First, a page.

Game Development Reference
In-Depth Information
ended up collecting a body of knowledge regard-
ing how business managers and teachers can act
effectively, during a UCD game design process.
It is now clear that as a result of the present
ubiquitous environment and the sheer volume of
their interaction with it, today's students think and
process information in a fundamentally different
way from their predecessors. In this context,
computer games have the potential to act as an
effective learning tool. Some of the reasons that
show its potential were analyzed through this
research, and include the following:
Finally, increasing the students' motivation
for learning is a goal that should be regarded on
a “the-sooner-the-better” manner. An important
research issue in education is also related to in-
creasing the motivation and learning skills of poor
students. Strong students will most likely adopt
novel technologies, but poor students are the ones
who deserve more attention. In this chapter, our
contribution suggests that the use of this game
has a stronger positive impact on poor students.
The rich opportunities for improving educational
digital programs are still far from being fully
exploited. In this context, our research represents
an important first step, since it presents a novel
user interface for reducing the distance between
students and knowledge.
Scale : an online-based educational game
can reach a much higher number of stu-
dents than traditional educational meth-
ods. Its effectiveness also seems promis-
ing and shows positive improvements on
the students learning rates, although more
research is needed in order to correctly as-
sess it.
Availability : traditional educational lec-
tures only occur at a pre-fixed time point,
whereas educational games can be played
during the children's spare time at anytime.
This is even more important if we think
about the percentage of students who own
smartphones, PDA's and other computing
devices that can also be used as effective
ubiquitous learning tools.
There are reasons to believe that the business,
technological and social dimensions of games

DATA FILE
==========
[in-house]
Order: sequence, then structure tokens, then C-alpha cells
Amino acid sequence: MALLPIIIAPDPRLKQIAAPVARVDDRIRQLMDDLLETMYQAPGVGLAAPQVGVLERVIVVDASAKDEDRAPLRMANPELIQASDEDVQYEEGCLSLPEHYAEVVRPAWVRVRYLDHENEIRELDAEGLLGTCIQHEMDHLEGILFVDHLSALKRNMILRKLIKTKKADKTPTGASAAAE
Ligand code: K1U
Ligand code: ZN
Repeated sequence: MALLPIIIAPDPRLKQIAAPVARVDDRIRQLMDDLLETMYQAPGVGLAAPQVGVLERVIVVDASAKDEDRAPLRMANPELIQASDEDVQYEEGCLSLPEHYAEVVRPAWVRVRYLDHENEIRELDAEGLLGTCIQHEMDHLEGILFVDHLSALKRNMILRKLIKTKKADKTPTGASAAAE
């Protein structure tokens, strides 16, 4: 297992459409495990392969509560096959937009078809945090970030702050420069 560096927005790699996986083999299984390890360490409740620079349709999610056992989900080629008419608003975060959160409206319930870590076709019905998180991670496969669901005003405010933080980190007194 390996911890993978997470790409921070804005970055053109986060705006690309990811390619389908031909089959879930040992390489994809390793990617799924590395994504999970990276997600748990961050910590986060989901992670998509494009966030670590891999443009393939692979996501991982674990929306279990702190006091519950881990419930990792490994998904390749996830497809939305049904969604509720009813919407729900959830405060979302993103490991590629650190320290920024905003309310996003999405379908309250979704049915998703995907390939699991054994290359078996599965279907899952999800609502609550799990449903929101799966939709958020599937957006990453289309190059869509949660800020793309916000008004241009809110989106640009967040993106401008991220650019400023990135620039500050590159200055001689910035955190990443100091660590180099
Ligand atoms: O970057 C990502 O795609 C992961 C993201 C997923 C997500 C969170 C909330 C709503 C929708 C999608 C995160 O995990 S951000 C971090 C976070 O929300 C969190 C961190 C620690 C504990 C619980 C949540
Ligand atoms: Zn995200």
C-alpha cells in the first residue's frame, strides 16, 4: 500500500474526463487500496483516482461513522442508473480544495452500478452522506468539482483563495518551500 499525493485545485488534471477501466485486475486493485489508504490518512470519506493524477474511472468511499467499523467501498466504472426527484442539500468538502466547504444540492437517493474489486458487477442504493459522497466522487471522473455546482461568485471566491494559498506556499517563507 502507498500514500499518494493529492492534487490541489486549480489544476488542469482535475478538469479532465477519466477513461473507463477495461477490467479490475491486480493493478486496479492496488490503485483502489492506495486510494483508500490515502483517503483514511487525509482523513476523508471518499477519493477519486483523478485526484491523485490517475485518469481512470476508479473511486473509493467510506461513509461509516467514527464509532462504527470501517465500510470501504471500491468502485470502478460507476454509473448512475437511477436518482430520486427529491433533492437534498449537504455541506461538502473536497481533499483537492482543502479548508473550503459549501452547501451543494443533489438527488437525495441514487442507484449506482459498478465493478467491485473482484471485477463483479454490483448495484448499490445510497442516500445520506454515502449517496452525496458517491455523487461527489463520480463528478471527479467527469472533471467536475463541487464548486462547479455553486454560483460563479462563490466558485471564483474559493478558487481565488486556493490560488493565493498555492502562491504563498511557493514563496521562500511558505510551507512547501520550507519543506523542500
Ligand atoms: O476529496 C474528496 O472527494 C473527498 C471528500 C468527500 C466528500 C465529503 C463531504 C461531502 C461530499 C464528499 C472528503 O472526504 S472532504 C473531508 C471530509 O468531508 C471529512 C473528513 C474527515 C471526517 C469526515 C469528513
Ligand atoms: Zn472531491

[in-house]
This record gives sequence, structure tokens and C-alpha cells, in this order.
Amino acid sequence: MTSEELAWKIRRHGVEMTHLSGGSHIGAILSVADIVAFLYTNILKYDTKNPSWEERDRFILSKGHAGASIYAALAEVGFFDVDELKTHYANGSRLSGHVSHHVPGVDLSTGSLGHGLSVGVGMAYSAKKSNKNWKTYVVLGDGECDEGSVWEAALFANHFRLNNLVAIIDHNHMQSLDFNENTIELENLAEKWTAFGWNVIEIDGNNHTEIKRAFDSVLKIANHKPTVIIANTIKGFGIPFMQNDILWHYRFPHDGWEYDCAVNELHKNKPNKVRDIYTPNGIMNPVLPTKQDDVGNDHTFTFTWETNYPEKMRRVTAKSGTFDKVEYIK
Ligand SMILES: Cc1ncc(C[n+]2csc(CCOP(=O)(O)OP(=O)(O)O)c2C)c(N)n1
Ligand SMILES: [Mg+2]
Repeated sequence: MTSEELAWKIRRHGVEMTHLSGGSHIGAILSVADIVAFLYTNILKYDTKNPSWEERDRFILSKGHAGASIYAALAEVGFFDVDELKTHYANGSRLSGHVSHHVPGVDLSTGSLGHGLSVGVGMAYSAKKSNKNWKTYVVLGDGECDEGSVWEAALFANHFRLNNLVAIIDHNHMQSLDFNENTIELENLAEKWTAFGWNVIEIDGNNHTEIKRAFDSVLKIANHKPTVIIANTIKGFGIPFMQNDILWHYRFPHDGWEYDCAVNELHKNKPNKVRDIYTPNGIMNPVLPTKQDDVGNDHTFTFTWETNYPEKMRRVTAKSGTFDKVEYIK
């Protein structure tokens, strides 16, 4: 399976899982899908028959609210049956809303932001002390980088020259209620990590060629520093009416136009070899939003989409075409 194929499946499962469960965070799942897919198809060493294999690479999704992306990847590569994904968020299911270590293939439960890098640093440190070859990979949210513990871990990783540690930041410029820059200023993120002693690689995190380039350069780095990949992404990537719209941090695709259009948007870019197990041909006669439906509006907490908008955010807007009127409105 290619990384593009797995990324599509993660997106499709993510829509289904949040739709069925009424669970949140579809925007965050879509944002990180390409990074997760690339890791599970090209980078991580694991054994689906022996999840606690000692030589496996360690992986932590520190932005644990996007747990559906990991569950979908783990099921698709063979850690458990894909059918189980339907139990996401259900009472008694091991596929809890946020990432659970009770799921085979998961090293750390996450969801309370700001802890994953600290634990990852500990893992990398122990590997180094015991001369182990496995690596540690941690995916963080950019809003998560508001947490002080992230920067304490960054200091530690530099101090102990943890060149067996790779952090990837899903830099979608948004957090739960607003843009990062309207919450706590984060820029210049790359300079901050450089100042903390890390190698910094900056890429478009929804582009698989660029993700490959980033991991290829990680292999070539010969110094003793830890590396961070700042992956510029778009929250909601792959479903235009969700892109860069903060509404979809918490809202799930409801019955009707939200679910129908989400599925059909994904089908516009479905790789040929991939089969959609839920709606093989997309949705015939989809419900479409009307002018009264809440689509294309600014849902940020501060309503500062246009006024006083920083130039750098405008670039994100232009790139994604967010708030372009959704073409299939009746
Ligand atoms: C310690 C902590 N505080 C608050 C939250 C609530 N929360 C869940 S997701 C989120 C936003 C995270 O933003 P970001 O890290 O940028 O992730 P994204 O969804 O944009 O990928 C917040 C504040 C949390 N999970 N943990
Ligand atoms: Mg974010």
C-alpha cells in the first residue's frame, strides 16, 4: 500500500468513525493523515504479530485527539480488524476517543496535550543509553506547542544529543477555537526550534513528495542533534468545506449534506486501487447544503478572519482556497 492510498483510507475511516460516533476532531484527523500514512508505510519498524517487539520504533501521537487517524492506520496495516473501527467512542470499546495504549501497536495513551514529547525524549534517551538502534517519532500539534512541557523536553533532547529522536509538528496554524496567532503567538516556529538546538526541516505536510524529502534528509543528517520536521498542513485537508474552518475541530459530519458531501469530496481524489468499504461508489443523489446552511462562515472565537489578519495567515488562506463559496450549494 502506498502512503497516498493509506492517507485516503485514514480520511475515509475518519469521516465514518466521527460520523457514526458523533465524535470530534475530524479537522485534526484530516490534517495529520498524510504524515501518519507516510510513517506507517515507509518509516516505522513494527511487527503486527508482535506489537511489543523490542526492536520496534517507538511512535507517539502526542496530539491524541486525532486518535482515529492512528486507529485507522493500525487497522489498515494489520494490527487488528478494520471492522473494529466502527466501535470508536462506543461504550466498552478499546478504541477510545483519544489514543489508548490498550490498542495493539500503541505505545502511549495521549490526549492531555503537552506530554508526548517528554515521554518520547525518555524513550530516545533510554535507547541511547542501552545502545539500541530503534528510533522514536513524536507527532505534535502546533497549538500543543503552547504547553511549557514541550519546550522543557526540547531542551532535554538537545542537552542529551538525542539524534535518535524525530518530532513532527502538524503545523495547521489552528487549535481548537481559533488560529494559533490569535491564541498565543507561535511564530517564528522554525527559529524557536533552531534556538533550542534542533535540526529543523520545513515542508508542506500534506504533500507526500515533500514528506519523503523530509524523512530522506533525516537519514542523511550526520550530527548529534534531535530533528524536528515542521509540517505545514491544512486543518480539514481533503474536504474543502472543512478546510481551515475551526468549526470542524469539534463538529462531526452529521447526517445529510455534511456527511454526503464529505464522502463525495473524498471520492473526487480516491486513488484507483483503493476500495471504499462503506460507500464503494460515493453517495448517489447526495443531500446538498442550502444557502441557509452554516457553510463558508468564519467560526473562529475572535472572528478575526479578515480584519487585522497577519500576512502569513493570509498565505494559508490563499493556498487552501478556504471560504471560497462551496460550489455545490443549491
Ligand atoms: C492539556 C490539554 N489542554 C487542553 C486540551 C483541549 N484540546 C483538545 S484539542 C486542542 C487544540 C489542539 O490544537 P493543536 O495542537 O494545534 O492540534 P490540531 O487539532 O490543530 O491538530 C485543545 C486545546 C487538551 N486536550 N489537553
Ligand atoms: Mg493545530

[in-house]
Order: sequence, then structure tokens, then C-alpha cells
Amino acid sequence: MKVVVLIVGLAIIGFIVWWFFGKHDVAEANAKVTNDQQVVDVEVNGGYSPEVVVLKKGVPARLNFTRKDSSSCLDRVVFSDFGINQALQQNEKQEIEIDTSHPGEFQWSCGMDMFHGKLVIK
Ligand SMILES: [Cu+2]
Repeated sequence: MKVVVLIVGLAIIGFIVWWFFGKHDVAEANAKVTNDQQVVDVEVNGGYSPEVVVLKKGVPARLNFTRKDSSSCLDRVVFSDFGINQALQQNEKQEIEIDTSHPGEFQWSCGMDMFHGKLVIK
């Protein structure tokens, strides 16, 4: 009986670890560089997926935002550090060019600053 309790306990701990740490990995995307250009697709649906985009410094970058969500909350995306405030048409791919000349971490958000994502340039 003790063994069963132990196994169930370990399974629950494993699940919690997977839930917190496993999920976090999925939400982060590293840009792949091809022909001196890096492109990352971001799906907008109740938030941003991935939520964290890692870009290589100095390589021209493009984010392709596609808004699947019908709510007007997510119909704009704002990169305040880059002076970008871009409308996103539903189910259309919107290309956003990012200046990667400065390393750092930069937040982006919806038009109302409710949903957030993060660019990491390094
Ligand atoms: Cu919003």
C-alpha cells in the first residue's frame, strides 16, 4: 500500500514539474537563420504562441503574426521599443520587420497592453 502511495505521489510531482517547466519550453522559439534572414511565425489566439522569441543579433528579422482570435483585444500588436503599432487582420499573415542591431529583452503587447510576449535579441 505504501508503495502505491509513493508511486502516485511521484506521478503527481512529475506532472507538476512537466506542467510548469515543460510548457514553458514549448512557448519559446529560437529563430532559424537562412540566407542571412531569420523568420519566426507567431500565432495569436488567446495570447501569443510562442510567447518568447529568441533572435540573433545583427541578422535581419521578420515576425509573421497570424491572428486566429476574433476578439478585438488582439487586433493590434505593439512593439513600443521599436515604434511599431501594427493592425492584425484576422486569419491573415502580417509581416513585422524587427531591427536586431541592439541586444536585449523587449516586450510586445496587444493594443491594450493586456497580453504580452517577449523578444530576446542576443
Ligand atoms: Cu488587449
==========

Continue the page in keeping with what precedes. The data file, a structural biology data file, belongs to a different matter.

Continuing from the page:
will continue to be key driving factors of the
gaming billion-dollar industry. The process of
creating those games, however, is still far from
being optimal. One of the reasons for this is sim-
ply that professional designers often don't have
one of the following skills (although some have
most of these and very few have all the skills):
(i) visual design skills; (ii) programming and
technical skills; (iii) knowledge of the educational
curriculum and contents - and ideally they should
all present these skills. However, it's more natural
to simply bring different-background persons to
the project. Therefore, novel design approaches
are needed, especially those approaches which
are capable of effectively bringing together all
these very different skills.
As for future work, there are certainly many
avenues of research on game design for educational
goals. Whichever design approach is followed, it
is essential to regard the game as an additional
educational tool, rather than a solution for all prob-
lems. In particular it would be very interesting to
Secondly, we presented an approach based on
human-work interaction design concepts, involv-
ing different-background stakeholders who took a
very active role in all stages of the process. This is
a more expensive approach, but increases the odds
of achieving a sound game, with clearly defined
learning goals. In sum, professional game design-
ers can achieve more effective results through a
better understanding of the relationship between
work-domain based empirical studies, and by
adopting a work-based perspective of the every-
day decision tasks which are taken everyday by
business managers around the world.
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